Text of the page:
Jason’s narrative is, for the most part, chronological, yet he, like his brothers, is unable to escape the traumas of the past. He is an angry man, and his bitterness is rooted in events from the past—his family’s willingness to offer Quentin a Harvard education while Jason was not even able to attend the state university and Caddy’s failure to arrange a banking career for...

(This entire section contains 984 words.)

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him through her husband. Though Jason holds a job and functions normally, he is a man on the verge of a nervous breakdown, obsessed with past events. Jason is also a greedy man, and his preoccupation with money reflects the drift toward commercialism in the South as the plantation society faded in the post-Civil War period.

The novel’s final chapter is told by an omniscient narrator, an attempt by Faulkner to allow an objective speaker to tell the Compsons’ story. This chapter focuses on Dilsey, who is depicted sensitively by neither Benjy nor Jason. With Faulkner narrating, Dilsey emerges as something of a heroine, a woman who has attempted to hold the Compson family together through decades of tragedy.

Though each of her three brothers assumes the role of narrator, Caddy is never allowed to tell her story in the first person. Faulkner once stated that he decided not to use Caddy as a narrator because she was “too beautiful and too moving to reduce her to telling what was going on, that it would be more passionate to see her through somebody else’s eyes.” As Faulkner suggests, Caddy becomes a symbol of lost innocence. Benjy narrates an episode in which Caddy muddies her drawers in the stream (on the evening of their grandmother’s funeral), and Caddy’s soiled undergarments foreshadow her fall from innocence. Finding little compassion and love in the Compson household, she seeks it through sexual encounters, which ultimately leave her pregnant and, later, rejected by her husband and family. She becomes a focal point in all her brothers’ narratives and the major cause of their anger.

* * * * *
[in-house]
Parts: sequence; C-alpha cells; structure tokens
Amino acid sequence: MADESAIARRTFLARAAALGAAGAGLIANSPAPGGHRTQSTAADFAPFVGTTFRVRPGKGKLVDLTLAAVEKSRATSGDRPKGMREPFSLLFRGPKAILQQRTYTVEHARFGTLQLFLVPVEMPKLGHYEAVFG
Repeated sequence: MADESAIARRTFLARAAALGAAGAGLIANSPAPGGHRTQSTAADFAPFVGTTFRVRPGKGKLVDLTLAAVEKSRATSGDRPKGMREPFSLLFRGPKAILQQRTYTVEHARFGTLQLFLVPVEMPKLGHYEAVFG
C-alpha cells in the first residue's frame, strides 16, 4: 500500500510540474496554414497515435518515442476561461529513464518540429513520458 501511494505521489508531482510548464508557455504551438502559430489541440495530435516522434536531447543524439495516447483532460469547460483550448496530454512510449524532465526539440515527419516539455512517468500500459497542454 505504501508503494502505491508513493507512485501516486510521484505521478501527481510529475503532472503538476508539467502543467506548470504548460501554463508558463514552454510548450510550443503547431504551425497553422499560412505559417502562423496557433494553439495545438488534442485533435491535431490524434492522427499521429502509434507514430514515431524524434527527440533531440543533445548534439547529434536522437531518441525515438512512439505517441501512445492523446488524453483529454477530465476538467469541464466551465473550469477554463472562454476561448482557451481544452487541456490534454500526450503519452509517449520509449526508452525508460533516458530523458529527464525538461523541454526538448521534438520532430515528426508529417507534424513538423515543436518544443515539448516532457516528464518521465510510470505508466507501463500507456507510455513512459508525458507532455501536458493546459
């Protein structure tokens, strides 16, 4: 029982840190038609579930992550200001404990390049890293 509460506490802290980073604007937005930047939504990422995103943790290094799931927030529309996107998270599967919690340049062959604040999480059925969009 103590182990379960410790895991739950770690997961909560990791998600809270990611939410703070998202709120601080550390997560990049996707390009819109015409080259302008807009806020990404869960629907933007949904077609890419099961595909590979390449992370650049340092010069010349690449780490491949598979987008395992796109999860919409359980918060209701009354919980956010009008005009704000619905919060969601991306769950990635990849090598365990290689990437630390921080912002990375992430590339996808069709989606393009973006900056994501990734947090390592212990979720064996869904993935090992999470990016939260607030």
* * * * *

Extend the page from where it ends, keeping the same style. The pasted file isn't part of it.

Told chronologically, The Sound and the Fury is the saga of a southern family in decline. Faulkner’s portrait of the once-prominent Compson clan shows two dysfunctional parents, a suicidal son, a fallen daughter, a developmentally disabled son, and a son racked with bitterness. For Faulkner, the Compsons represent the collapse of the South’s social order in the decades following the Civil War. Faulkner would elaborate on this compelling theme in future works and, in novels such as As I Lay Dying (1930) and Absalom, Absalom! (1936), perfect the daring narrative strategies he first employed in The Sound and the Fury.